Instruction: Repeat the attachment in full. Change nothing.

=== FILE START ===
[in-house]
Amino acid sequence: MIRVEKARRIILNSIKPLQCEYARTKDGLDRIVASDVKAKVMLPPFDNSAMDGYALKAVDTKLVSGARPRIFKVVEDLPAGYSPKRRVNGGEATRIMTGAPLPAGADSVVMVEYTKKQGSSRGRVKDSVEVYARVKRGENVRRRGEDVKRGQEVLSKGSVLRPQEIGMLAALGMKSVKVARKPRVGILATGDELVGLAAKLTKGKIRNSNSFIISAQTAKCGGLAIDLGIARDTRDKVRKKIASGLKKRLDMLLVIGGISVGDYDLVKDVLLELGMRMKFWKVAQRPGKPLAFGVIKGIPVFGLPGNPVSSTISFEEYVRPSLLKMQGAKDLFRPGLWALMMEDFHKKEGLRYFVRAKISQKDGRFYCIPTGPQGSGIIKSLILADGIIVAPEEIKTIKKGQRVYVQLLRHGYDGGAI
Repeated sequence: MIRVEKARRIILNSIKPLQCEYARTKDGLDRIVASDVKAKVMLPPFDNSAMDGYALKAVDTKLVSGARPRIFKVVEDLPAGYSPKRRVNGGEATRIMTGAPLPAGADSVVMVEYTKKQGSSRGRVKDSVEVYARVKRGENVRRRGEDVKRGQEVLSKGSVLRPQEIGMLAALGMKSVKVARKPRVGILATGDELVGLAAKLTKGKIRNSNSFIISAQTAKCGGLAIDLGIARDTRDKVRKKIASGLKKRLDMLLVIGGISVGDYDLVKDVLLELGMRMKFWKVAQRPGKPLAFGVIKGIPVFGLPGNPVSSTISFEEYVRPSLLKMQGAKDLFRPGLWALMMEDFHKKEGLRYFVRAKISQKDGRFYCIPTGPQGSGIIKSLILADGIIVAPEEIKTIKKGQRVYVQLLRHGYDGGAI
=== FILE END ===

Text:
[in-house]
Amino acid sequence: MIRVEKARRIILNSIKPLQCEYARTKDGLDRIVASDVKAKVMLPPFDNSAMDGYALKAVDTKLVSGARPRIFKVVEDLPAGYSPKRRVNGGEATRIMTGAPLPAGADSVVMVEYTKKQGSSRGRVKDSVEVYARVKRGENVRRRGEDVKRGQEVLSKGSVLRPQEIGMLAALGMKSVKVARKPRVGILATGDELVGLAAKLTKGKIRNSNSFIISAQTAKCGGLAIDLGIARDTRDKVRKKIASGLKKRLDMLLVIGGISVGDYDLVKDVLLELGMRMKFWKVAQRPGKPLAFGVIKGIPVFGLPGNPVSSTISFEEYVRPSLLKMQGAKDLFRPGLWALMMEDFHKKEGLRYFVRAKISQKDGRFYCIPTGPQGSGIIKSLILADGIIVAPEEIKTIKKGQRVYVQLLRHGYDGGAI
Repeated sequence: MIRVEKARRIILNSIKPLQCEYARTKDGLDRIVASDVKAKVMLPPFDNSAMDGYALKAVDTKLVSGARPRIFKVVEDLPAGYSPKRRVNGGEATRIMTGAPLPAGADSVVMVEYTKKQGSSRGRVKDSVEVYARVKRGENVRRRGEDVKRGQEVLSKGSVLRPQEIGMLAALGMKSVKVARKPRVGILATGDELVGLAAKLTKGKIRNSNSFIISAQTAKCGGLAIDLGIARDTRDKVRKKIASGLKKRLDMLLVIGGISVGDYDLVKDVLLELGMRMKFWKVAQRPGKPLAFGVIKGIPVFGLPGNPVSSTISFEEYVRPSLLKMQGAKDLFRPGLWALMMEDFHKKEGLRYFVRAKISQKDGRFYCIPTGPQGSGIIKSLILADGIIVAPEEIKTIKKGQRVYVQLLRHGYDGGAI